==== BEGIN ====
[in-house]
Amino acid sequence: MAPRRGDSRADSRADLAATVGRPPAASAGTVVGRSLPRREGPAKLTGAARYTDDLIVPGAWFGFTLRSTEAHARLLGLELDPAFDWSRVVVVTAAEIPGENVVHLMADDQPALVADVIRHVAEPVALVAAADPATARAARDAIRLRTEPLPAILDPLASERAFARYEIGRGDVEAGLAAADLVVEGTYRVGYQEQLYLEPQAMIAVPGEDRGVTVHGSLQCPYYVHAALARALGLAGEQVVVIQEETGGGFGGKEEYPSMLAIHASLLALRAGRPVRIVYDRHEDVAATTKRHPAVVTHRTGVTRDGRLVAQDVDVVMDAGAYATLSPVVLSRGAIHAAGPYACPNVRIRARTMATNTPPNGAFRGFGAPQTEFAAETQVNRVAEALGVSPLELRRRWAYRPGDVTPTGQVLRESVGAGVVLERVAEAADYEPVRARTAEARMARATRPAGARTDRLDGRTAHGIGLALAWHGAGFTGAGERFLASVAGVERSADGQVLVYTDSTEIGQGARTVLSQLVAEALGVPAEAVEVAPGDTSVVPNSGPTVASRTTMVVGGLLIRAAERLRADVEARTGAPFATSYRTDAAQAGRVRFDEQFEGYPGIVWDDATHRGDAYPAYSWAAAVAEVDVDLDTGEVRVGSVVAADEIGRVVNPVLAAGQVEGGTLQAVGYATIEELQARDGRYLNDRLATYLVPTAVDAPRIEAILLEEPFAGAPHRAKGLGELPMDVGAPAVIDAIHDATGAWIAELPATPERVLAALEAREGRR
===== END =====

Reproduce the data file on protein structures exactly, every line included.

[in-house]
Amino acid sequence: MAPRRGDSRADSRADLAATVGRPPAASAGTVVGRSLPRREGPAKLTGAARYTDDLIVPGAWFGFTLRSTEAHARLLGLELDPAFDWSRVVVVTAAEIPGENVVHLMADDQPALVADVIRHVAEPVALVAAADPATARAARDAIRLRTEPLPAILDPLASERAFARYEIGRGDVEAGLAAADLVVEGTYRVGYQEQLYLEPQAMIAVPGEDRGVTVHGSLQCPYYVHAALARALGLAGEQVVVIQEETGGGFGGKEEYPSMLAIHASLLALRAGRPVRIVYDRHEDVAATTKRHPAVVTHRTGVTRDGRLVAQDVDVVMDAGAYATLSPVVLSRGAIHAAGPYACPNVRIRARTMATNTPPNGAFRGFGAPQTEFAAETQVNRVAEALGVSPLELRRRWAYRPGDVTPTGQVLRESVGAGVVLERVAEAADYEPVRARTAEARMARATRPAGARTDRLDGRTAHGIGLALAWHGAGFTGAGERFLASVAGVERSADGQVLVYTDSTEIGQGARTVLSQLVAEALGVPAEAVEVAPGDTSVVPNSGPTVASRTTMVVGGLLIRAAERLRADVEARTGAPFATSYRTDAAQAGRVRFDEQFEGYPGIVWDDATHRGDAYPAYSWAAAVAEVDVDLDTGEVRVGSVVAADEIGRVVNPVLAAGQVEGGTLQAVGYATIEELQARDGRYLNDRLATYLVPTAVDAPRIEAILLEEPFAGAPHRAKGLGELPMDVGAPAVIDAIHDATGAWIAELPATPERVLAALEAREGRR